6.2

6.3

6.4

6.5

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7.

CABLES, WIRING AND INSTALLATION OF CABLES 7.1 7.1.1 General All cables, cable systems and wiring shall comply with:(a) (b) (c) (d) BP Group RP 12-13 BP Group RP 24-1 BP Group RP 24-2 BP Group GS 112-12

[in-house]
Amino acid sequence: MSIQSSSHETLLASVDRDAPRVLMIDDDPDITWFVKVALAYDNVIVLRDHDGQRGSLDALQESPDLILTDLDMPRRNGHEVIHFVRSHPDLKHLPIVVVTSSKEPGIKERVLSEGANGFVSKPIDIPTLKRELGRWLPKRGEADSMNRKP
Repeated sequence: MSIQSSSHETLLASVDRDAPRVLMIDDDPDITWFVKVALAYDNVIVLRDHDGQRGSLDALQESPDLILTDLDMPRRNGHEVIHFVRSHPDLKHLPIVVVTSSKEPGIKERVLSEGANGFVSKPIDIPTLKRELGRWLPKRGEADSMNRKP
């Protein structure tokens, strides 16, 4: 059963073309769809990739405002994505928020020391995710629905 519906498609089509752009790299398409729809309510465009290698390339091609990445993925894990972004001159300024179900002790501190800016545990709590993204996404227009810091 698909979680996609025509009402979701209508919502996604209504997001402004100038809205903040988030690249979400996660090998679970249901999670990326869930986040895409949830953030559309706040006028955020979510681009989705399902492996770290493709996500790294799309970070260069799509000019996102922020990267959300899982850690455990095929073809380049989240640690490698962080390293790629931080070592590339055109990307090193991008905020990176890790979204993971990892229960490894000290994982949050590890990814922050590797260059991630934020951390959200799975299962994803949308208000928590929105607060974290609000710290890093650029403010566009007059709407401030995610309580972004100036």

The clauses in this section of this document either make reference to, or are supplementary to, the requirements of the above. 7.1.2 The Contractor shall be responsible for ensuring that cables are installed in accordance with the Contract Drawings and cable schedules. Cables for each circuit shall be of the type and size specified for that circuit. This is of particular importance offshore where fire retardant or fire resistant cables are specified. No deviation shall be made from the cable routes shown on the Contract Drawings without BP Site Management approval. Where cable is installed overhead, however, the Contractor shall check the locations of cable tray, ladders and tracking shown on the drawings to ensure that no conflict exists between them and any other equipment, steelwork, piping, ducting etc., or that they do not cause any hazard to personnel, block access ways or prevent removal of equipment. Where problems arise BP Site management shall be consulted. Underground cable routes detailed in the Specification Documents and Drawings will have been selected to avoid areas likely to be subject to product contamination from spillage. Overhead cable routes will have be selected to avoid areas subject to both spillage and fire risk. Cable routes not detailed on contract drawings shall also comply with the above and be agreed with BP Site Management. Cables having an outer homogeneous corrosion protective outer sheath, e.g. PVC, which might be subject to deterioration at some point along its route, and thereby permit migration of flammable or corrosive substances along the interstices of the armouring, shall be treated to provide a visible drainage point near the termination at each end. The drainage point shall be made by cutting an annular ring from the outer plastic sheath, at a position so that any leakage that may occur does not create a hazard. The exposed armouring should be protected by a fire and corrosion resistant coating.